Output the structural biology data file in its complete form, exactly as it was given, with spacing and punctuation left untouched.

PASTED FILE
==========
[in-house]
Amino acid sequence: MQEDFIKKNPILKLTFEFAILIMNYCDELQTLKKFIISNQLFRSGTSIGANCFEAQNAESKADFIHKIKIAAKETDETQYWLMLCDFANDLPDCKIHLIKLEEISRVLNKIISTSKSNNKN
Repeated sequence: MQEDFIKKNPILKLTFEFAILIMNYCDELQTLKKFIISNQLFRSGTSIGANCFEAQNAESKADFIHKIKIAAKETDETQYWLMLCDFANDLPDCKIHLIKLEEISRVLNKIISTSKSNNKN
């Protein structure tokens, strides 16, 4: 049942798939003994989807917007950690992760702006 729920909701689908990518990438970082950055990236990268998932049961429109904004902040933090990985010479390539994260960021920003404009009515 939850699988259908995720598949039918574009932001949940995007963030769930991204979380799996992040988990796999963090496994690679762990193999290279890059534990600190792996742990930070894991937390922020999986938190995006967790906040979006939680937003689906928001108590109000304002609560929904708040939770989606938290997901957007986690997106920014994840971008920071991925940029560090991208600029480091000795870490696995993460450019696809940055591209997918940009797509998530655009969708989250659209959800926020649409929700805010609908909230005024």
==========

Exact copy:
[in-house]
Amino acid sequence: MQEDFIKKNPILKLTFEFAILIMNYCDELQTLKKFIISNQLFRSGTSIGANCFEAQNAESKADFIHKIKIAAKETDETQYWLMLCDFANDLPDCKIHLIKLEEISRVLNKIISTSKSNNKN
Repeated sequence: MQEDFIKKNPILKLTFEFAILIMNYCDELQTLKKFIISNQLFRSGTSIGANCFEAQNAESKADFIHKIKIAAKETDETQYWLMLCDFANDLPDCKIHLIKLEEISRVLNKIISTSKSNNKN
């Protein structure tokens, strides 16, 4: 049942798939003994989807917007950690992760702006 729920909701689908990518990438970082950055990236990268998932049961429109904004902040933090990985010479390539994260960021920003404009009515 939850699988259908995720598949039918574009932001949940995007963030769930991204979380799996992040988990796999963090496994690679762990193999290279890059534990600190792996742990930070894991937390922020999986938190995006967790906040979006939680937003689906928001108590109000304002609560929904708040939770989606938290997901957007986690997106920014994840971008920071991925940029560090991208600029480091000795870490696995993460450019696809940055591209997918940009797509998530655009969708989250659209959800926020649409929700805010609908909230005024």